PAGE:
The Southern Front

Maxim Edwards

Last night, the Russian army surrounded Kherson in southern Ukraine, near the mouth of the Dnieper, setting up checkpoints on roads leading into and out of the city. Today, they entered it. Footage proliferating online shows a school destroyed by shelling, damage to residential buildings and soldiers looting local shops.

The city of 290,000 people used to be on the way to Crimea. Since Putin annexed the peninsula in 2014, however, Kherson has been the final stop before a militarised border. Ukrainian officials from Crimea relocated there. The ‘border’, they assured me a few years ago, was temporary, one day to be redrawn. Now the Russian military is redrawing it daily.

After the annexation, Crimean Tatars fled in their hundreds, heading to the border towns where there were already established Tatar communities from earlier displacements. Near Henichesk, another ‘border’ town two hundred kilometres from Kherson, I met several, sleeping near a village mosque. I’m now in Germany, collecting and verifying video footage for Bellingcat. The courtyard of the mosque appears in a clip from 24 February. The corpse of a 17-year-old boy, wrapped in a carpet, is in the back of a minivan. A man blames Satan and the Russians for his death.

In another clip, the central market in Kherson has been razed to the ground. A resident told me in a Twitter message that he thinks it’s arson, though he can’t be sure. ‘Everybody stays at home. They can write what they want’, he said.

We have footage of at least three incidents of civilian cars being shot up along the steppe roads of Ukraine’s far south. An ambulance ablaze, its driver dead, as medics resuscitate a passenger they have carried to a black earth field. A pensioner lies dead near his bicycle in Nova Kakhovka. At night, there is looting. We archive all the videos we receive, geolocate and verify. When I see streets and buildings I recognise, I can’t help remembering the people I interviewed there. Some must have left. Others are uncontactable.

Vitaly Kim, the mayor of Mykolaiv, says in daily recordings that he expects a pitched battle. At the time of writing, Ukrainian forces have managed to hold the port city north-west of Kherson. A local oligarch, Kim says, has offered $1000 for every Russian military vehicle destroyed.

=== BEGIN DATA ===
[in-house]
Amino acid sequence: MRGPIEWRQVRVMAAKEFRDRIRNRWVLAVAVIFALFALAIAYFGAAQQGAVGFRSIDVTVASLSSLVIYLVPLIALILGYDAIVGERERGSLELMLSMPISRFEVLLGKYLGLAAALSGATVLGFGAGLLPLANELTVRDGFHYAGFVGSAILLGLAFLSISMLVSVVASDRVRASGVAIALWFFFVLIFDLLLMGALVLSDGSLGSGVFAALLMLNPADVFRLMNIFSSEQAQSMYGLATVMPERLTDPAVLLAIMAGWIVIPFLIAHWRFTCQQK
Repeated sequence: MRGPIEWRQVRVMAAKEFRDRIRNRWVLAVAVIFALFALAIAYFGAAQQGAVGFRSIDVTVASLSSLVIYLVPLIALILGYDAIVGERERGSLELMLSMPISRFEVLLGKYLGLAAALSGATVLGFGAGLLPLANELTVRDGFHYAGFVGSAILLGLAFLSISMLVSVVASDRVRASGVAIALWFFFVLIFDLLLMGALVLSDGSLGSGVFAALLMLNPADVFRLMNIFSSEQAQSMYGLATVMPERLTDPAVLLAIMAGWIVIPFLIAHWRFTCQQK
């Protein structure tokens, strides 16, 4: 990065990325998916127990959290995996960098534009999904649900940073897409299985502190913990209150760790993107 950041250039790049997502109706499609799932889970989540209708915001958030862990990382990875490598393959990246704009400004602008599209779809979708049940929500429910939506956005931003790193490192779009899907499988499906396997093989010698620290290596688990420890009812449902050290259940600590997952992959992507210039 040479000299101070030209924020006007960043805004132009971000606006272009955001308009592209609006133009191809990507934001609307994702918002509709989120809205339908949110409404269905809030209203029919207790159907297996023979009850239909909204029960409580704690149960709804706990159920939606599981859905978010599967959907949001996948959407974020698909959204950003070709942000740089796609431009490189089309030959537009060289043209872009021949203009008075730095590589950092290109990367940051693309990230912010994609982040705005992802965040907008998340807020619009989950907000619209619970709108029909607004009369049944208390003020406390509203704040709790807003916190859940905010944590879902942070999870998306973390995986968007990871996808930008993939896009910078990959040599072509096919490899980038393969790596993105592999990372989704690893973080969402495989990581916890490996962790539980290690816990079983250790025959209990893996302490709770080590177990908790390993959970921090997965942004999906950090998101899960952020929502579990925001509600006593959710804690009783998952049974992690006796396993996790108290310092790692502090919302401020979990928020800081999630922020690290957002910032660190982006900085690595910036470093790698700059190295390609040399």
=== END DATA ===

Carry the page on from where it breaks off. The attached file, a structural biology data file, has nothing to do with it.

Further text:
If Putin’s forces take Kherson and Mykolaiv, Odesa hangs in the balance. To the east, Russian soldiers are advancing along the coast of the Sea of Azov. If Mariupol falls – a city of half a million people – Russia will have established a land bridge to Crimea through the Donbas.

In 2014 Ukraine blocked the North Crimean Canal, which carries water from the Dnieper to the peninsula. On 26 February, Russia’s military media channel, TV Zvezda, broadcast the explosion of a concrete dam on the canal.

The area of southern Ukraine now under occupation may now be one of the largest under contiguous Russian control. In any peace agreement, however euphemistic, Moscow will seek to consolidate these gains – not least because of their practical significance for ruling Crimea.

But as the front moves forward, Russia cannot hope to leave large occupation armies in the cities and towns of southern Ukraine. The entire invasion was predicated on being welcomed as liberators; the folly of a personalist regime high on its own propaganda. On 26 February, an article appeared on Russian state media celebrating the victorious ‘gathering of the Russian lands’. Published prematurely, in anticipation of a rapid conquest, it was quickly deleted. Putin was not expecting to meet the resistance he has.

Footage from Berdyansk, the final stop along the coast before Mariupol, shows a crowd of flag-waving civilians confronting Russian soldiers. The camera focuses on the driver of a military jeep, wearing a balaclava. He turns his head aside. ‘Show your face!’ a voice screams off camera. ‘Aren’t you ashamed?’


  • 2 March 2022 at 8:27am
    Camus says:
    Do you have any reliable information about the support for Putin in the LNR and the DNR? I believe that the people get most of their food from Russia and pensions are paid at Russian rates but I don't think that there are clear divisions between Russian and Ukrainian speakers.

    • 2 March 2022 at 10:31am
      Rory Allen says: @ Camus